When the days get shorter and Canadian air cuts across the course like a knife, serious winter golfers do not quail. They just play a softer ball—perhaps an orange one to stand out against the frosty grass—and pile on strange clothes to brave the elements.
This is a subject this column likes to harp on since we tend to play more often in late fall and winter, when tee times are readily available and courses tend to be empty. In other words, ideal conditions. Fortunately, apparel makers these days are not only good at making cool, lightweight clothing; they also have perfected fabrics and designs that insulate the player from wind and cold. Here are a few items worth considering in terms of winter survival.
Beginning at the bottom, Nike's Zoom Bandon boots (above) are kind of an amazement. With their ankle-high fit, they look like Beatle boots or basketball shoes, but they are completely seam-sealed, with a zipper-shroud enclosure (no laces to get wet or dirty). In every other respect, they are stable, balanced, high-performance golf shoes. The Nike Bandon boots (everybody seems to be invoking Bandon Dune Golf Resort, along the rain-swept Oregon coast, for weatherproof clothing) are suitable for all kinds of wet weather, warm or cold ($176).
What sort of jacket or sweater you wear depends on conditions. Perhaps more critical is what you wear close to the skin. A moisture-wicking compression layer that moves sweat away from the body is essential. Many companies make such form-fitting undergarments. Adidas' ClimaLite Thermal Compression Mock (right) combines the muscle support and reduced friction benefits of a compression layer with a thermal fabric ($40).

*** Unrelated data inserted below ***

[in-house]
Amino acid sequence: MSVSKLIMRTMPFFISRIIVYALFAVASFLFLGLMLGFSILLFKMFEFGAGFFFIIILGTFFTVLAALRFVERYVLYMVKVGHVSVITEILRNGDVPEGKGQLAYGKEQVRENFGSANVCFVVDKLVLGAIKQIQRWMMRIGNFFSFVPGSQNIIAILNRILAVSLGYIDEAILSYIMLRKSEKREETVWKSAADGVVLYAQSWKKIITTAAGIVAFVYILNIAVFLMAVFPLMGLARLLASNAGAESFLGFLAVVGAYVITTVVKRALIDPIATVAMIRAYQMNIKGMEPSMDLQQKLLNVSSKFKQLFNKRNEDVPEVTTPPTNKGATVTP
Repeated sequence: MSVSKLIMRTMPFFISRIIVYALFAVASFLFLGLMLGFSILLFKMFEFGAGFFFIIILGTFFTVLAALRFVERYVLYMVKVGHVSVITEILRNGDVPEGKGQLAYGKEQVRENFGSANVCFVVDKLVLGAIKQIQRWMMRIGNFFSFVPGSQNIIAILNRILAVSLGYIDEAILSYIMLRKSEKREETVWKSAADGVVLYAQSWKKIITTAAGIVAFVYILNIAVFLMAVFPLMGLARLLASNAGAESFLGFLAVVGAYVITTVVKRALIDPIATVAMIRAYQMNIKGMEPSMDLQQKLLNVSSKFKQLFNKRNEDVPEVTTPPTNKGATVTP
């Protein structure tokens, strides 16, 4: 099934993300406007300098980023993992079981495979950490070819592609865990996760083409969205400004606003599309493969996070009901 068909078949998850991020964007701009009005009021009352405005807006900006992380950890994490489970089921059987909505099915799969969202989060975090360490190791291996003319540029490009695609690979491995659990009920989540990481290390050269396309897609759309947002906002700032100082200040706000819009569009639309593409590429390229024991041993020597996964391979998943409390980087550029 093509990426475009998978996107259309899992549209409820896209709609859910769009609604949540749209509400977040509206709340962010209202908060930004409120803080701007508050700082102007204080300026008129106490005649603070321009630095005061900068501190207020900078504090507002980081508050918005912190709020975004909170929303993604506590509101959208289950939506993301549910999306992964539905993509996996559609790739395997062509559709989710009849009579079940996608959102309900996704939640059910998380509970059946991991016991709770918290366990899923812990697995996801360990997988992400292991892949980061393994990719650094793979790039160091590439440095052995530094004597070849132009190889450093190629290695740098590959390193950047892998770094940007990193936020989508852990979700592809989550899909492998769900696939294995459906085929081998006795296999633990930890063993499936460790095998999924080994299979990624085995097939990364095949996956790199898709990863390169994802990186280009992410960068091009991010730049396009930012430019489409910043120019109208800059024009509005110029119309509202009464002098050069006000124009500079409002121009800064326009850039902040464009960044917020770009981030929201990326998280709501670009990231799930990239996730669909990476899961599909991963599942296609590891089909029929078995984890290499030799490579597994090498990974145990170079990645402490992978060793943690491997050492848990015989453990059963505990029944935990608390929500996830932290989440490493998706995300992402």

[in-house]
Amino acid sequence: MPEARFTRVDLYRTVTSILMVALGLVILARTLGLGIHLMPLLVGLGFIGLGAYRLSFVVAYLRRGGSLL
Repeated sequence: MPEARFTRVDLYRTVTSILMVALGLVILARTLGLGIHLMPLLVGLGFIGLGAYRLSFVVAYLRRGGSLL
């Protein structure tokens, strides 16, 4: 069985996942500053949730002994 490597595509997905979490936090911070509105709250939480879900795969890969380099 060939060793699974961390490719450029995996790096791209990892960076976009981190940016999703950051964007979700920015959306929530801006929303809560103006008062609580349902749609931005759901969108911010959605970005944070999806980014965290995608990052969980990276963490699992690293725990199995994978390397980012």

If conditions are frigid, an even more radical choice is Mizuno's Breath Thermo X-treme shirts (left, $75), which actually grow warmer when wet. We have always been intrigued by Mizuno's Breath Thermo fabric, a pink fluffy substance that resembles the insulation between the walls of your house. Somehow it works. If you work up a sweat in the beginning of the round, the garment will convert it to heat, thus preventing sundown chill.
Finally, you want to keep your head warm but still look like a golfer. To top things off, try a golf-cap ear band ($12.50), an innovative accessory from a non-golf outfitter, Duluth Trading, the blue-collar workwear company in Minnesota. This simple fleece design goes over your regular golf cap, through a slot cut for the brim, but keeps the ears protected from the biting cold. How's that for "lobal warming?"
There are probably plenty of other clever ideas that northern golfers use to keep themselves comfortable in the cold. If you have any, let us know.